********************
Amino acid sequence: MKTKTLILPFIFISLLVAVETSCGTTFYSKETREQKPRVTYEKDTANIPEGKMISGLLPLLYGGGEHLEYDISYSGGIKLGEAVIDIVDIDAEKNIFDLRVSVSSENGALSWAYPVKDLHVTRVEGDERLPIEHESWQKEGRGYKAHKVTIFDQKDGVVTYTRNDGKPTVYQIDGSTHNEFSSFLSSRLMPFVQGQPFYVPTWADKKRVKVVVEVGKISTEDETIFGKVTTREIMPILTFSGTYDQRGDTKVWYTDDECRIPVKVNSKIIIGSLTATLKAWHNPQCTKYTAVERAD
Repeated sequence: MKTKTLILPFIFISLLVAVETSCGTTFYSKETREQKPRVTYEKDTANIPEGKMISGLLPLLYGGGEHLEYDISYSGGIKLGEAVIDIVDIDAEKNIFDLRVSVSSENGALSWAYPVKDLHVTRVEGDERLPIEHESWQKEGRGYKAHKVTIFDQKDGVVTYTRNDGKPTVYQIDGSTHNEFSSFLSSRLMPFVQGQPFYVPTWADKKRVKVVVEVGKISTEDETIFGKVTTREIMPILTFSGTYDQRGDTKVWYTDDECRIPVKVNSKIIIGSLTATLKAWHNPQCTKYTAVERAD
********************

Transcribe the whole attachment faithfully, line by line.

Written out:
Amino acid sequence: MKTKTLILPFIFISLLVAVETSCGTTFYSKETREQKPRVTYEKDTANIPEGKMISGLLPLLYGGGEHLEYDISYSGGIKLGEAVIDIVDIDAEKNIFDLRVSVSSENGALSWAYPVKDLHVTRVEGDERLPIEHESWQKEGRGYKAHKVTIFDQKDGVVTYTRNDGKPTVYQIDGSTHNEFSSFLSSRLMPFVQGQPFYVPTWADKKRVKVVVEVGKISTEDETIFGKVTTREIMPILTFSGTYDQRGDTKVWYTDDECRIPVKVNSKIIIGSLTATLKAWHNPQCTKYTAVERAD
Repeated sequence: MKTKTLILPFIFISLLVAVETSCGTTFYSKETREQKPRVTYEKDTANIPEGKMISGLLPLLYGGGEHLEYDISYSGGIKLGEAVIDIVDIDAEKNIFDLRVSVSSENGALSWAYPVKDLHVTRVEGDERLPIEHESWQKEGRGYKAHKVTIFDQKDGVVTYTRNDGKPTVYQIDGSTHNEFSSFLSSRLMPFVQGQPFYVPTWADKKRVKVVVEVGKISTEDETIFGKVTTREIMPILTFSGTYDQRGDTKVWYTDDECRIPVKVNSKIIIGSLTATLKAWHNPQCTKYTAVERAD